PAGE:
The new Surface Book is a completely different beast – a unique design and a new product. I am sure that there are some people that simply won’t like the way the notebook looks, but I am not one of them. Though it is technically a tablet and a keyboard dock, the Surface Book only ships as a complete unit so calling this a notebook or a 2-in-1 convertible feels more accurate than calling it a tablet. It has a larger and more pronounced 13.5-in screen than the Pro, which makes it larger, heavier and bulkier in your bag as well. The magnesium body shares a lot of design cues with the Pro 4, but it’s the hinge on the Book that really makes it different than any notebook I have used.
Subject: Mobile | October 27, 2015 - 05:26 PM | Ryan Shrout
Tagged: video, surface pro 4, surface book, surface, Skylake, microsoft, Intel
In early October Microsoft took the wraps off of a pair of new 2-in-1 convertible notebooks in the form of the Surface Pro 4 and Surface Book. The Surface Pro 4 is much like the previous tablet designs from the Redmond giant and includes a kick stand and optional Type Cover to make the tablet a notebook in terms of functionality. The update kicks up the processor to Intel's 6th generation Skylake design while increasing storage performance with NVMe Samsung SSDs.
The Surface Book is definitely the more interesting of the two devices with a unique design that is more notebook than tablet/2-in-1. The 13.5-in 3000x2000 3:2 screen tablet is detachable from a base that includes a full keyboard and track pad, additional battery and even an optional discrete NVIDIA GeForce GPU. The hinge is similar to the watch hinge that Lenovo introduced with the Yoga 3 Pro and uses something Microsoft calls "Muscle Wire" to keep the tablet and keyboard docked firmly using magnets.
Though I am really just getting started on the review process of these devices, I wanted to share a quick overview of both machines. Check it out in the video embedded below.
So what do you want to know about or see specifically tested on the Surface Pro 4 or Surface Book? Let us know in the comments below!
Subject: Mobile | October 6, 2015 - 02:38 PM | Ryan Shrout
Tagged: video, surface book, surface, Skylake, nvidia, microsoft, Intel, geforce
Along with the announcement of the new Surface Pro 4, Microsoft surprised many with the release of the new Surface Book 2-in-1 convertible laptop. Sharing much of the same DNA as the Surface tablet line, the Surface Book adopts a more traditional notebook design while still adding enough to the formula to produce a unique product.
The pivotal part of the design (no pun intended) is the new hinge, a "dynamic fulcrum" design that looks great and also (supposedly) will be incredibly strong. The screen / tablet attachment mechanism is called Muscle Wire and promises secure attachment as well as ease of release with a single button.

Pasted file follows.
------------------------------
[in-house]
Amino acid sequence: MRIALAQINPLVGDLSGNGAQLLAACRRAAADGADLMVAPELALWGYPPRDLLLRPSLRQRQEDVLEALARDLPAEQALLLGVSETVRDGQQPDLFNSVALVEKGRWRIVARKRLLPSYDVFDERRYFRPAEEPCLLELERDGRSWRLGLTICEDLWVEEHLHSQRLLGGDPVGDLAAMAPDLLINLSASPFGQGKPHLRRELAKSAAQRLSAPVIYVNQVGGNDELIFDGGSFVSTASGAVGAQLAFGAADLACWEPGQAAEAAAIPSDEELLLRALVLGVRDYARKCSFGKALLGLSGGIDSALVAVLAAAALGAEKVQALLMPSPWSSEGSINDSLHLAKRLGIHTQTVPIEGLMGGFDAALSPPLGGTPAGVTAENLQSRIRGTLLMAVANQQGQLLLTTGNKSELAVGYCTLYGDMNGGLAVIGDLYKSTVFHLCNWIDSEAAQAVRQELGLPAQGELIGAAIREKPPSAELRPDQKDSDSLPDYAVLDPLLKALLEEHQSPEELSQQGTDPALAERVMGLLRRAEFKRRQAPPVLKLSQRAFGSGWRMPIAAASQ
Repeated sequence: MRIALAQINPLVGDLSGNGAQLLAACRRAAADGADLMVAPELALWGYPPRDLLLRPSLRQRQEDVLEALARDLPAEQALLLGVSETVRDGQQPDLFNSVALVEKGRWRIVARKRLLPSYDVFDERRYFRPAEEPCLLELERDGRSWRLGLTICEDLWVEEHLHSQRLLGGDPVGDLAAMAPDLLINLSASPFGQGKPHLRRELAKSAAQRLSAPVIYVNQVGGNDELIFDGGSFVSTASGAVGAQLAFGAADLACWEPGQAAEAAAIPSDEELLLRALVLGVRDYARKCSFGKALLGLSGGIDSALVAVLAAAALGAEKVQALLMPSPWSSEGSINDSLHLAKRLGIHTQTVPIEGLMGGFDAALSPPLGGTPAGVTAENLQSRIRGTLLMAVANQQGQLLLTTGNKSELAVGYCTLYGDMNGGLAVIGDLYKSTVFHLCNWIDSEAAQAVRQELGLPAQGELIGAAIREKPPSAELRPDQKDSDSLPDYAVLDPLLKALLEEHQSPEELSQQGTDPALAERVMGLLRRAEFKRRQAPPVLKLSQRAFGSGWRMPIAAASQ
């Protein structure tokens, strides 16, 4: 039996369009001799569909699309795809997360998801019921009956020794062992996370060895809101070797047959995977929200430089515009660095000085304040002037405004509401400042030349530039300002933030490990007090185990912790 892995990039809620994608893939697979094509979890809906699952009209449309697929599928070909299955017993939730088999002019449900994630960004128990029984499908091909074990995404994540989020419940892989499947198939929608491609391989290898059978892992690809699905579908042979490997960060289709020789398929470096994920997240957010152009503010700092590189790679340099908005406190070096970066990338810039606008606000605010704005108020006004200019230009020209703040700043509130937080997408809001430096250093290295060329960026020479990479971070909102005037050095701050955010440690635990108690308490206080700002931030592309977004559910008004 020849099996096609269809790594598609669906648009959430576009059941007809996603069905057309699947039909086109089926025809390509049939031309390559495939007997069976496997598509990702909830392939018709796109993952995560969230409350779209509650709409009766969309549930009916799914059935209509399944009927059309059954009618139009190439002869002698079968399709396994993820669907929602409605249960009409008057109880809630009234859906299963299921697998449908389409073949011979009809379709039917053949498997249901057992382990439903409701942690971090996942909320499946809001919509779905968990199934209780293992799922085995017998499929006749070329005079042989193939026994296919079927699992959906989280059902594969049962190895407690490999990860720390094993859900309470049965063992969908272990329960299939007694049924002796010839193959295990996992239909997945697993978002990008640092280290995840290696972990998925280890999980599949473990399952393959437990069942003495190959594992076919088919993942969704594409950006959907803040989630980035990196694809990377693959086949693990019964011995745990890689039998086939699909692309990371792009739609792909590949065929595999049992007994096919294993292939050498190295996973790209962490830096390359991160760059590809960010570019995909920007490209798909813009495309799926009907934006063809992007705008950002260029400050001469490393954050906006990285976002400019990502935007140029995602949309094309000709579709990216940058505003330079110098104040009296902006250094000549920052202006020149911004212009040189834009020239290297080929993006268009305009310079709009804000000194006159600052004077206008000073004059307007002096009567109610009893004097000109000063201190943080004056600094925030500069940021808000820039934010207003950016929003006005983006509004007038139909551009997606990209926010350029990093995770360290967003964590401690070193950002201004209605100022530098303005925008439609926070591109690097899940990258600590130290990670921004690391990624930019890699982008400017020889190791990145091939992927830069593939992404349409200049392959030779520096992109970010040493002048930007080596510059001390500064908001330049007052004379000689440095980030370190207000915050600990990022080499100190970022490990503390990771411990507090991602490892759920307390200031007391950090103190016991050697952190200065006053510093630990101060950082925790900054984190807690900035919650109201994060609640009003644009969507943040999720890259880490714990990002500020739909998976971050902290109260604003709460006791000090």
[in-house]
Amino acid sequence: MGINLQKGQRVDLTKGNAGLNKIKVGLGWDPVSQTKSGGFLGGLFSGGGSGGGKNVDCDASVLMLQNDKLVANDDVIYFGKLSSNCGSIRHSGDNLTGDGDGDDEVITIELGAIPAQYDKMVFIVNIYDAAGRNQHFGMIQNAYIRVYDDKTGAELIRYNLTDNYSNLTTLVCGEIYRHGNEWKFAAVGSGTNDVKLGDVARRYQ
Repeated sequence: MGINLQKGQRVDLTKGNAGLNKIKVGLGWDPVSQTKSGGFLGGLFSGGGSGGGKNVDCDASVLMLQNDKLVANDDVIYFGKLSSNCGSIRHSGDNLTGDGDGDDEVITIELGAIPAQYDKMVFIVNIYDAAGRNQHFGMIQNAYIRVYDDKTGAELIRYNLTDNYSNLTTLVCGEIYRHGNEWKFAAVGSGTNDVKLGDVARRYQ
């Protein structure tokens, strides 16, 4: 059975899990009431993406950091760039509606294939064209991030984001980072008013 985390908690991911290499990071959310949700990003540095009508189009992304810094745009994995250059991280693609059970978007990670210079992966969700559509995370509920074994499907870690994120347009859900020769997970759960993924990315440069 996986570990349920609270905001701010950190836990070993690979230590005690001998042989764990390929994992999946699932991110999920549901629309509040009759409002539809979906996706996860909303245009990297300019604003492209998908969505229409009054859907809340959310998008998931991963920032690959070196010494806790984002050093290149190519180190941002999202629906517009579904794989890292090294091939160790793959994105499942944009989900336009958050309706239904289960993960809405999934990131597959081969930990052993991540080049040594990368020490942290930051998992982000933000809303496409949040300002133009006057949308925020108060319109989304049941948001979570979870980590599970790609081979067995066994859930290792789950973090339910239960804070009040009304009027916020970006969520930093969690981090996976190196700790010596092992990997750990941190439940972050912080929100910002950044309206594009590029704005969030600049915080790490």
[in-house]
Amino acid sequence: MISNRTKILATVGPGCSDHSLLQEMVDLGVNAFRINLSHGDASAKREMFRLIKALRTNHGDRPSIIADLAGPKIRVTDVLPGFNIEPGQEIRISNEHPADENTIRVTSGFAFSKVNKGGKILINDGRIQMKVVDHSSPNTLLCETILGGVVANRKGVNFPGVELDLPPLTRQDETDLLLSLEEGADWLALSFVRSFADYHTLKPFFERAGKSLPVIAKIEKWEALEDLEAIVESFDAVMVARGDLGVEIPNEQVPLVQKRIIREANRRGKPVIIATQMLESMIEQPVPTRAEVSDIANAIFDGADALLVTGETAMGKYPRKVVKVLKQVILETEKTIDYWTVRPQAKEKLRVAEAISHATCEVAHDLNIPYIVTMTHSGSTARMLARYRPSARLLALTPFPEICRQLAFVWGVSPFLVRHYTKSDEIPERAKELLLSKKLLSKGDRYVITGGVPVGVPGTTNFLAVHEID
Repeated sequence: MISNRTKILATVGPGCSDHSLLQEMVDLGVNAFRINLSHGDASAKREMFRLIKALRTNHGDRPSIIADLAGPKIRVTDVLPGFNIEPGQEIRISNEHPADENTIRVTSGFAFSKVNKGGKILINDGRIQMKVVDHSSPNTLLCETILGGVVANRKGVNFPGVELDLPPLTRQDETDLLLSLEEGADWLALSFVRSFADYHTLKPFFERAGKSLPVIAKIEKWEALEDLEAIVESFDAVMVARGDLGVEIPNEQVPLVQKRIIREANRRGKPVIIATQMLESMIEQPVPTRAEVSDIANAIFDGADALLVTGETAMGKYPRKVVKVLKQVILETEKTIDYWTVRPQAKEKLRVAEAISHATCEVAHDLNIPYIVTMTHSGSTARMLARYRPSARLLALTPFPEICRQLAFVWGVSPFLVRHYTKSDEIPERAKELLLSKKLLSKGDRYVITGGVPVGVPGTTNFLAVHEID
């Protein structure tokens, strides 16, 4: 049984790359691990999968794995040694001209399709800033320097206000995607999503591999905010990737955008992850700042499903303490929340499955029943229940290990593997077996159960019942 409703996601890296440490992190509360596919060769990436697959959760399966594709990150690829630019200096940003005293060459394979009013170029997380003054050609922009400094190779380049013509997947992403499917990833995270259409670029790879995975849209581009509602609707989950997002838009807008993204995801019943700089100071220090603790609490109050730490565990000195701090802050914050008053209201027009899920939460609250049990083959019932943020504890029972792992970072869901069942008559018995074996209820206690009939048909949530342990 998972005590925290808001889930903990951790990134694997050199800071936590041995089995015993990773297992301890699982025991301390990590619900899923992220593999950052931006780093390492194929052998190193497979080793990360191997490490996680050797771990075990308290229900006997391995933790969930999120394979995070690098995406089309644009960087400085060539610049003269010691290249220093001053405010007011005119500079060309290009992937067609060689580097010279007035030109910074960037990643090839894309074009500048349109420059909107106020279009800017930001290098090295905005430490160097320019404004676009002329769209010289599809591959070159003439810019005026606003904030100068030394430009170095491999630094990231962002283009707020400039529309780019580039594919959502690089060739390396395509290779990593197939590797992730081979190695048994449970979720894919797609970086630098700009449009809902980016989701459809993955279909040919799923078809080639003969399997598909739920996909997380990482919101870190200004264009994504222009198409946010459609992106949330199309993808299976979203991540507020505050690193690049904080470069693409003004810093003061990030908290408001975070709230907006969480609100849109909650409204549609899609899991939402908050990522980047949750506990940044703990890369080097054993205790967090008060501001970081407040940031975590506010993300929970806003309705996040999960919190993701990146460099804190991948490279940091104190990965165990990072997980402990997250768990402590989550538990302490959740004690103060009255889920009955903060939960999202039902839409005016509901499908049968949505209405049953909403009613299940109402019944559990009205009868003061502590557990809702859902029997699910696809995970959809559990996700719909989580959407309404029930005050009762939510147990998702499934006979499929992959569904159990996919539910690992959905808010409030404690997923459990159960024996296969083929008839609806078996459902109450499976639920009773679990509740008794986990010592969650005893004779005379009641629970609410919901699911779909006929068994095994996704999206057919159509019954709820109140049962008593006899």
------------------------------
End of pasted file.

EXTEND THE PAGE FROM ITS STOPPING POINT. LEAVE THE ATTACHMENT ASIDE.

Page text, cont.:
An interesting aspect of the fulcrum design is that, when closed, the Surface Book screen and keyboard do not actually touch near the hinge. Instead you have a small gap in this area. I'm curious how this will play out in real-world usage - it creates a natural angle for using the screen in its tablet form but also may find itself "catching" coin, pens and other things between the two sections.
The 13.5-in screen has a 3000 x 2000 resolution (3:2 aspect ratio obviously) with a 267 PPI pixel density. Just like the Surface Pro 4, it has a 10-point touch capability and uses the exclusive PixelSense display technology for improved image quality.
While most of the hardware is included in the tablet portion of the device, the keyboard dock includes some surprises of its own. You get a set of two USB 3.0 ports, a full size SD card slot and a proprietary SurfaceConnect port for an add-on dock. But most interestingly you'll find an optional discrete GPU from NVIDIA, an as-yet-undiscovered GeForce GPU with 1GB (??) of memory. I have sent inquiries to Microsoft and NVIDIA for details on the GPU, but haven't heard back yet. We think it is a 30 watt GeForce GPU of some kind (by looking at the power adapter differences) but I'm more interested in how the GPU changes both battery life and performance.
UPDATE: Just got official word from NVIDIA on the GPU, but unfortunately it doesn't tell us much.
The new GPU is a Maxwell based GPU with GDDR5 memory. It was designed to deliver the best performance in ultra-thin form factors such as the Surface Book keyboard dock. Given its unique implementation and design in the keyboard module, it cannot be compared to a traditional 900M series GPU. Contact Microsoft for performance information.
Keyboard and touchpad performance looks to be impressive as well, with a full glass trackpad integration, backlit keyboard design and "class leading" key switch throw distance.
The Surface Book is powered by Intel Skylake processors, available in both Core i5 and Core i7 options, but does not offer Core m-based or Iris graphics options. Instead the integrated GPU will only be offered with the Intel HD 520.
Microsoft promises "up to" 12 hours of battery life on the Surface Book, though that claim was made with the Core i5 / 256GB / 8GB configuration option; no discrete GPU included.
Pricing on the Surface Book starts at $1499 but can reach as high as $2699 with the maximum performance and storage capacity options.